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Tom Hughes (pitcher, born 1878)

From Wikipedia, the free encyclopedia

Tom Hughes
Born: (1878-11-29)November 29, 1878
Chicago, Illinois, U.S.
Died: February 8, 1956(1956-02-08) (aged 77)
Chicago, Illinois, U.S.
Batted: Right
Threw: Right
MLB debut
September 7, 1900, for the Chicago Orphans
Last MLB appearance
October 3, 1913, for the Washington Senators
MLB statistics
Win–loss record132–174
Earned run average3.09
Career highlights and awards

Thomas James Hughes (November 29, 1878 – February 8, 1956) was a right-handed starting pitcher in Major League Baseball. From 1900 through 1913, Hughes played for the Chicago Orphans (1900–01), Baltimore Orioles (1902), Boston Americans (1902–03), New York Highlanders (1904) and Washington Senators (1904–09, 1911–13). He debuted on September 7, 1900, and played his final game on October 3, 1913. A native of Chicago, Hughes was nicknamed "Long Tom" for his height, a then-impressive 6 ft 1 in (1.85 m). His younger brother, Ed Hughes, also played for Chicago (NL) and Boston (AL), making them the first set of brothers to play for the Red Sox.


In 1901, Hughes completed 32 of his 35 starts for Chicago, including 308+13 innings pitched. Despite his 10–23 mark, in part due to low run support, he recorded a 3.24 earned run average while striking out 225 opponents, the third-best ever for a National League rookie. He jumped to the American League the following season, while dividing his playing time between Baltimore and Boston. In 1903, he became the third starter in the Boston rotation, behind Cy Young and Bill Dinneen. Hughes responded with a 20–7 mark and a 2.57 ERA, helping his team to clinch the AL title. He pitched in the inaugural World Series, losing Game Three.

Before the 1904 season, Hughes was sent to the Highlanders in exchange for Jesse Tannehill, an unpopular trade in Boston. Hughes came up short in New York and was traded to the Senators during the midseason. Again, he suffered low run support in 1905, when he went 17–20 with a 2.35 ERA. The next three seasons he averaged a 2.89 ERA, with a career-best 2.21 in 1908, and an 18–15 mark the same year.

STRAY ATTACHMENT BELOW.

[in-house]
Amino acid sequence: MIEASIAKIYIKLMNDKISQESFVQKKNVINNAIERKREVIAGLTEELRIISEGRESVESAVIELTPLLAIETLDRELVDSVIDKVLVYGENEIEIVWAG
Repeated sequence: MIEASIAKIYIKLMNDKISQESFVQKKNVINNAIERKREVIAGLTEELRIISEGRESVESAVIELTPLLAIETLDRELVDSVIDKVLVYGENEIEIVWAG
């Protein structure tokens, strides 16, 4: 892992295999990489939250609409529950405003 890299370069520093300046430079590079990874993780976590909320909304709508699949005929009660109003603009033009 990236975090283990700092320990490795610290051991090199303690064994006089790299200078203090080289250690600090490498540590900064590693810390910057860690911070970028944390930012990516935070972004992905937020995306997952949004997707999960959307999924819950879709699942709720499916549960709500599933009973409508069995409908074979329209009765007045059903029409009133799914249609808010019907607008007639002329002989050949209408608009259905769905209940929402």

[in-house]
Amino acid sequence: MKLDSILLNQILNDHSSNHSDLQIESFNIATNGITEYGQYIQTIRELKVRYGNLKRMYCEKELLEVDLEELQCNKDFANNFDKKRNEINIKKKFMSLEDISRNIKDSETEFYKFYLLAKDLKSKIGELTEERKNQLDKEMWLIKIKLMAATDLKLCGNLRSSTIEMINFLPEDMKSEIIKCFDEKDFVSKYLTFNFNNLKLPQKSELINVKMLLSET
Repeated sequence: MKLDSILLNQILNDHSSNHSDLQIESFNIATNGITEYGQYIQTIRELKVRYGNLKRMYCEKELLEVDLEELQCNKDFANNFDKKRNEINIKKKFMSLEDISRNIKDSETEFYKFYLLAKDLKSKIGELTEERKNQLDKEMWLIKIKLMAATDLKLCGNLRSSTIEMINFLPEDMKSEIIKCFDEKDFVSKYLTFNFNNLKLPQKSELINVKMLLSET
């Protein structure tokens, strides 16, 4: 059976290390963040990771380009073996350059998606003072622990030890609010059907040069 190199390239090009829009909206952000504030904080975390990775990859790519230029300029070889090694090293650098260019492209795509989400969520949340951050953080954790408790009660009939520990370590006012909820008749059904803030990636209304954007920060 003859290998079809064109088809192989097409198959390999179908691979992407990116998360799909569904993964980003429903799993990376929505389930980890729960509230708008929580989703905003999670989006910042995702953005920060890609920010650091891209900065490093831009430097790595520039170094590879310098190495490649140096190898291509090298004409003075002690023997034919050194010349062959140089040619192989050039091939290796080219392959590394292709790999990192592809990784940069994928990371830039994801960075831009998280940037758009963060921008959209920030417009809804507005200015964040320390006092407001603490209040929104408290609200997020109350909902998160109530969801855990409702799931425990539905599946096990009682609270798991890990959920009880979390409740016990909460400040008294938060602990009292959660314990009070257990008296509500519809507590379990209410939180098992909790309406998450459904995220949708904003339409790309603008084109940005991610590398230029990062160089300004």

On August 3, 1906, Hughes became the first pitcher in the modern era (1901 and later) to pitch a shutout and hit a home run that accounted for the only run in the game,[1] when he hit a solo shot in the 10th inning off St. Louis Browns pitcher Fred Glade, at Sportsman's Park II, to give Washington a 1–0 victory. Since then, the feat has been matched only by Gene Packard (1915) in the Federal League, Red Ruffing (1932), Spud Chandler (1938) and Early Wynn (1959) in the American League, and Jim Bunning (1965), Juan Pizarro (1971), Bob Welch (1983), and Noah Syndergaard (2019) in the National League.

Hughes was sent to the Minneapolis Millers of the American Association in the 1909 midseason. In 1910, he topped the league with 31 wins (against 12 losses), a .721 winning percentage, and 222 strikeouts while pitching 326 innings. The next year he returned to Washington for his last three major league seasons.

In a 13-season career, Hughes posted a 132–174 record with 1368 strikeouts and a 3.09 ERA in 2644 innings, including 25 shutouts and 227 complete games.

Hughes' grave at St. Joseph Cemetery

As a hitter, Hughes posted a .198 batting average (190-for-958) with 89 runs, 28 doubles, 15 triples, 6 home runs, 79 RBI, 8 stolen bases and 39 bases on balls.

Hughes retired from baseball in 1918. He died of pneumonia in Chicago in 1956, aged 77. He was buried at St. Joseph Cemetery in River Grove, Illinois.

Career stats

399 313 132 174 .431 3.09 227 25 15 2644 2610 1292 902 853 1368

See also


  1. ^ Vincent, David (2012). "Pitchers Dig the Long Ball (At Least When They Are Hitting)". SABR.

External links

This page was last edited on 14 June 2023, at 00:08
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